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Anatomy of a Tantrum: What Every Parent Needs to Know

Anatomy of a Tantrum: What Every Parent Needs to Know

Any and every parent, hell…anyone, that has been on a transcontinental flight, knows that a child possesses the unique ability to stop time, as well as the progression of man, with a simple, atomic tantrum. While the odds are that everyone who is reading this has in fact thrown a tantrum themselves at some point in their lives, it doesn’t change or negate the seismic impact of a strategically placed face to the floor, fist-pumping, 120-decibel screaming paroxysm a child is capable of unleashing. Some parents and caregivers are better at dealing with such outbursts than others. Some practice a form of acceptance and measured compassion, while quietly hoping for the fit to pass. Others just simply react, elevating the level of tension with screams and shrieks of their own, only to be met with shame and regret minutes later. But regardless of how a child’s tantrum is dealt with, there exists another, more detached, analytical option to explore.

According to new research, as reported by NPR, the classic childhood tantrum, while being highly disruptive, also holds true to a distinct and predictable pattern, as well as rhythm. In a new paper published in the journal Emotion, scientists found that different toddler sounds – or “vocalizations” – emerge and fade in a definite rhythm in the course of a tantrum. “We have the most quantitative theory of tantrums that has ever been developed in the history of humankind,” said study co-author Michael Potegal of the University of Minnesota, half in jest and half seriously. What they found was this; screaming and yelling and kicking usually go together, as well as throwing, pulling, and pushing go together, and then crying, whining, and seeking comfort go together as well (I know, tell me something I didn’t know). Essentially what this means is that tantrums consist of an intertwining of two dominant emotions – sadness and anger. If you could get your child past the peaks of anger relatively quickly, then you have a sad child needing comfort, not conflict. And the trick to getting beyond this anger is…simply doing nothing. As long as the child is not a danger to himself or herself or anyone else, let them move through the emotion and meet them on the other side, which is the ghetto of sadness. There, and only there, your help, love, and compassion will be met with an appropriate response.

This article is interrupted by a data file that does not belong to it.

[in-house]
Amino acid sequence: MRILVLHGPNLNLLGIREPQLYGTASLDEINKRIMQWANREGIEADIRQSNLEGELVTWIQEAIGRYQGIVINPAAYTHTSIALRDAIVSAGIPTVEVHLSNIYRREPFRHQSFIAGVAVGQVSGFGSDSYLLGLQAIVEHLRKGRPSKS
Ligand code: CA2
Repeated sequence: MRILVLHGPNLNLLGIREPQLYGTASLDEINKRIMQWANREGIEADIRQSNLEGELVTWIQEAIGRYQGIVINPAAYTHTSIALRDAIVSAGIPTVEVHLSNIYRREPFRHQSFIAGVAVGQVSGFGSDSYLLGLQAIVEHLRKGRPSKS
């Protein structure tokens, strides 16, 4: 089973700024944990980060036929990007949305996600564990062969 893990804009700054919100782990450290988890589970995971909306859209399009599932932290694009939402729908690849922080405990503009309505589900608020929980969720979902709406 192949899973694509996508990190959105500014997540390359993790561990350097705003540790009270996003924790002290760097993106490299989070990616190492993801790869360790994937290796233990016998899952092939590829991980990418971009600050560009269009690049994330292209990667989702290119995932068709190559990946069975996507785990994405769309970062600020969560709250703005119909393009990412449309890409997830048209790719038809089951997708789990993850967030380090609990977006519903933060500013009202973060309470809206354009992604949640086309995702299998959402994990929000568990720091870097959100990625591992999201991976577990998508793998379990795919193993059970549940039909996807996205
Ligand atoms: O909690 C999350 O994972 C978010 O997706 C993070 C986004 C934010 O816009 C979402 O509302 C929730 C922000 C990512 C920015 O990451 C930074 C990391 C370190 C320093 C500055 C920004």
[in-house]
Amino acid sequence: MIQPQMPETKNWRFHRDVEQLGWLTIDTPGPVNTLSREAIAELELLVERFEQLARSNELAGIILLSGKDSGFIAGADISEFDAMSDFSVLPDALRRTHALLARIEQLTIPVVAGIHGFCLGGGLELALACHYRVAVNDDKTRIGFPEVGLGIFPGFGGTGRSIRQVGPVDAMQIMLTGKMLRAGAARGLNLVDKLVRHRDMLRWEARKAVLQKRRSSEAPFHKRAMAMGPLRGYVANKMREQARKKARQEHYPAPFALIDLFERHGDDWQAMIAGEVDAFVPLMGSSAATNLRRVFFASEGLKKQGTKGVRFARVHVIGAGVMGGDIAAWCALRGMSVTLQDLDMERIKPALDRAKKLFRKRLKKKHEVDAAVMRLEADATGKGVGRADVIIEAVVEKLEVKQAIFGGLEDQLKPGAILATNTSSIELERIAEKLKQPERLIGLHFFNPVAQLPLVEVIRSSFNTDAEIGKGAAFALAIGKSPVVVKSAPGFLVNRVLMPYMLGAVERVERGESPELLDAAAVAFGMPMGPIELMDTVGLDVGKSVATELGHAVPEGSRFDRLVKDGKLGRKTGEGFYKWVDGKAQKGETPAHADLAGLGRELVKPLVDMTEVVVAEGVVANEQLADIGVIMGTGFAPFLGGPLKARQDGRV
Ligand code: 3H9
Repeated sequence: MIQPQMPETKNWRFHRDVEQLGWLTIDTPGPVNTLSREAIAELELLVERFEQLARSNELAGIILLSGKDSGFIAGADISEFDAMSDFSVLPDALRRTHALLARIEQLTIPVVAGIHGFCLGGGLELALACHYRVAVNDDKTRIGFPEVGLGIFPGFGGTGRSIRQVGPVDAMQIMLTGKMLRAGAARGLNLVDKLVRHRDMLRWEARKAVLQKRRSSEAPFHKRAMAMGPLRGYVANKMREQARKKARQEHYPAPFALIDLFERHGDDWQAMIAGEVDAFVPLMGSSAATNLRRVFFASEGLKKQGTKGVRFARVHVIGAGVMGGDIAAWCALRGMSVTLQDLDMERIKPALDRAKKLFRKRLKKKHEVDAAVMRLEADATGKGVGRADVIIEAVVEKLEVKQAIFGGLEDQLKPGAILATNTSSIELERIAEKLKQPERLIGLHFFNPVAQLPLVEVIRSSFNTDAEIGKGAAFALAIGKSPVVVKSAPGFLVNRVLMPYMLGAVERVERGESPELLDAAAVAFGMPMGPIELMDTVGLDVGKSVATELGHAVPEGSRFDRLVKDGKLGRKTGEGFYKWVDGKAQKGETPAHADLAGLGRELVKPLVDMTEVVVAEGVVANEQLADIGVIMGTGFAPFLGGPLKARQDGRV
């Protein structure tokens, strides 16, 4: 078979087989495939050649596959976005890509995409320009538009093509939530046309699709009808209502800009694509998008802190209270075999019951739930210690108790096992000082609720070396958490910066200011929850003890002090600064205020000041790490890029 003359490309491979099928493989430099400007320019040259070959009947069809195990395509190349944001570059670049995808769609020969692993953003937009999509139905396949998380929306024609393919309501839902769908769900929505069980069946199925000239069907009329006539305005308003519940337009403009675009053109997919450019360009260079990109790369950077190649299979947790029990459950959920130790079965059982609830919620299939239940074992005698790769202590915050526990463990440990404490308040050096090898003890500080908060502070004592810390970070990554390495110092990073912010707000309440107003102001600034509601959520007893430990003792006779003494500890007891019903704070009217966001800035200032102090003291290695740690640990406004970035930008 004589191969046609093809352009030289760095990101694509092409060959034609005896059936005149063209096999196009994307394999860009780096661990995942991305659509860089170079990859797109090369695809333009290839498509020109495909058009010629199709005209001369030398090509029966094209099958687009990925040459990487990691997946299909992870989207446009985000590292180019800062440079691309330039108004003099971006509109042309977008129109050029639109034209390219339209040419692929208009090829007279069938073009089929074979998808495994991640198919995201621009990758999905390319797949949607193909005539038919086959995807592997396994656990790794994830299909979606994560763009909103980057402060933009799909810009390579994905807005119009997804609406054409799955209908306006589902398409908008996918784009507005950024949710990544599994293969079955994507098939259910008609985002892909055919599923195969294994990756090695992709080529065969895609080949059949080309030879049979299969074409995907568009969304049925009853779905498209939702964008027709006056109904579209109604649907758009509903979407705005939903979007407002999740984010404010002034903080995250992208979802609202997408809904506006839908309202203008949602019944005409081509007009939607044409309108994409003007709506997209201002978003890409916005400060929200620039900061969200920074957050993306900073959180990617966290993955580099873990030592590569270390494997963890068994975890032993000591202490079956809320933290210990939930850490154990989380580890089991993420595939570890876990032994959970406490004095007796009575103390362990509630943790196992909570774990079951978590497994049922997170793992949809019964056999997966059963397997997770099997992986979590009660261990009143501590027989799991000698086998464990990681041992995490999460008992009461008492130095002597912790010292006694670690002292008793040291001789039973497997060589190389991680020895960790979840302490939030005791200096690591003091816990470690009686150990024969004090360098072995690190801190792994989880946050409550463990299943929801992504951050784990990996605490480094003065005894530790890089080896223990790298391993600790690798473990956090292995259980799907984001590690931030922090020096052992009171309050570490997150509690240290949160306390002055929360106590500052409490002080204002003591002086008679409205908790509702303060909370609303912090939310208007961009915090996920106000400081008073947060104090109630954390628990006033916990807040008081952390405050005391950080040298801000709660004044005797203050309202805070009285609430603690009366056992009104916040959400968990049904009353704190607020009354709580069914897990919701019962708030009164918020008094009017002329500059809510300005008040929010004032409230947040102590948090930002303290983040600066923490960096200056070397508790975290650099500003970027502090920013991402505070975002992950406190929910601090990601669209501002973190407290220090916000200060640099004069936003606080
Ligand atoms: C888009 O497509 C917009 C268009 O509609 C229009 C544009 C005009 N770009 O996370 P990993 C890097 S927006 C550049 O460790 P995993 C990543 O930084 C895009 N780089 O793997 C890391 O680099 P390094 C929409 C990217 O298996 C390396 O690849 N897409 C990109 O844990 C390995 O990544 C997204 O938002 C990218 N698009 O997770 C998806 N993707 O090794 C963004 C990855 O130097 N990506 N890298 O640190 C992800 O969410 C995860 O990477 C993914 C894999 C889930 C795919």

The takeaway from all of this is that anger, in the framework of a tantrum, should not be met with anger, nor should it be met with sarcasm, threats, or even helpful suggestions. The torrent of anger should be treated like a storm that needs to pass before clean up and reparations could be made. I am speaking from experience, as I have tried just about everything and have found that a measured approach, providing ample room for your child to wear himself/herself down is the best approach. Imagine yourself to be an anthropologist (if it helps) and move beyond your knee-jerk reactions and frustrations. The results might vary, but they will no doubt be illuminating.

Do you have a tried and true method for dealing with tantrums? Does it work with adults as well as children? Do you believe this theory holds water, or is there a better way to deal with tantrums and violent outbursts?

Read more: Babies, Blogs, Caregiving, Children, Family, Parenting at the Crossroads, Relationships, , , , ,

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Eric Steinman

Eric Steinman is a freelance writer based in Rhinebeck, NY. He regularly writes about food, music, art, architecture, and culture and is a regular contributor to Bon Appétit among other publications.